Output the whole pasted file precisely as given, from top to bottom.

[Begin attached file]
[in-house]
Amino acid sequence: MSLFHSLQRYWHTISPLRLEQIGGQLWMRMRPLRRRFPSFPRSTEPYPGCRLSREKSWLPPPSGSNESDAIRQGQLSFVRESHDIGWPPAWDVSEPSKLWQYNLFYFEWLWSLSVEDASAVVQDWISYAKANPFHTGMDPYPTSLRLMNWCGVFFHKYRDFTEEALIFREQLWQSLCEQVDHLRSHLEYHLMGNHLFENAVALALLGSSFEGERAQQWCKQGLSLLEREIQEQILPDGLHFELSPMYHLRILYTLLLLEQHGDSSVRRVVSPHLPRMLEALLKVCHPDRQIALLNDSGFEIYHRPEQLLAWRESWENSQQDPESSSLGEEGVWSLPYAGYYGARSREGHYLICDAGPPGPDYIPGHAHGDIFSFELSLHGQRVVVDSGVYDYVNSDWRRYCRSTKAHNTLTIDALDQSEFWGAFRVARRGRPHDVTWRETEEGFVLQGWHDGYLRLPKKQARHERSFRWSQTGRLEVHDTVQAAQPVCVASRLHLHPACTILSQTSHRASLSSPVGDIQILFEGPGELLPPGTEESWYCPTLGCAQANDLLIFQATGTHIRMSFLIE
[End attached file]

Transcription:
[in-house]
Amino acid sequence: MSLFHSLQRYWHTISPLRLEQIGGQLWMRMRPLRRRFPSFPRSTEPYPGCRLSREKSWLPPPSGSNESDAIRQGQLSFVRESHDIGWPPAWDVSEPSKLWQYNLFYFEWLWSLSVEDASAVVQDWISYAKANPFHTGMDPYPTSLRLMNWCGVFFHKYRDFTEEALIFREQLWQSLCEQVDHLRSHLEYHLMGNHLFENAVALALLGSSFEGERAQQWCKQGLSLLEREIQEQILPDGLHFELSPMYHLRILYTLLLLEQHGDSSVRRVVSPHLPRMLEALLKVCHPDRQIALLNDSGFEIYHRPEQLLAWRESWENSQQDPESSSLGEEGVWSLPYAGYYGARSREGHYLICDAGPPGPDYIPGHAHGDIFSFELSLHGQRVVVDSGVYDYVNSDWRRYCRSTKAHNTLTIDALDQSEFWGAFRVARRGRPHDVTWRETEEGFVLQGWHDGYLRLPKKQARHERSFRWSQTGRLEVHDTVQAAQPVCVASRLHLHPACTILSQTSHRASLSSPVGDIQILFEGPGELLPPGTEESWYCPTLGCAQANDLLIFQATGTHIRMSFLIE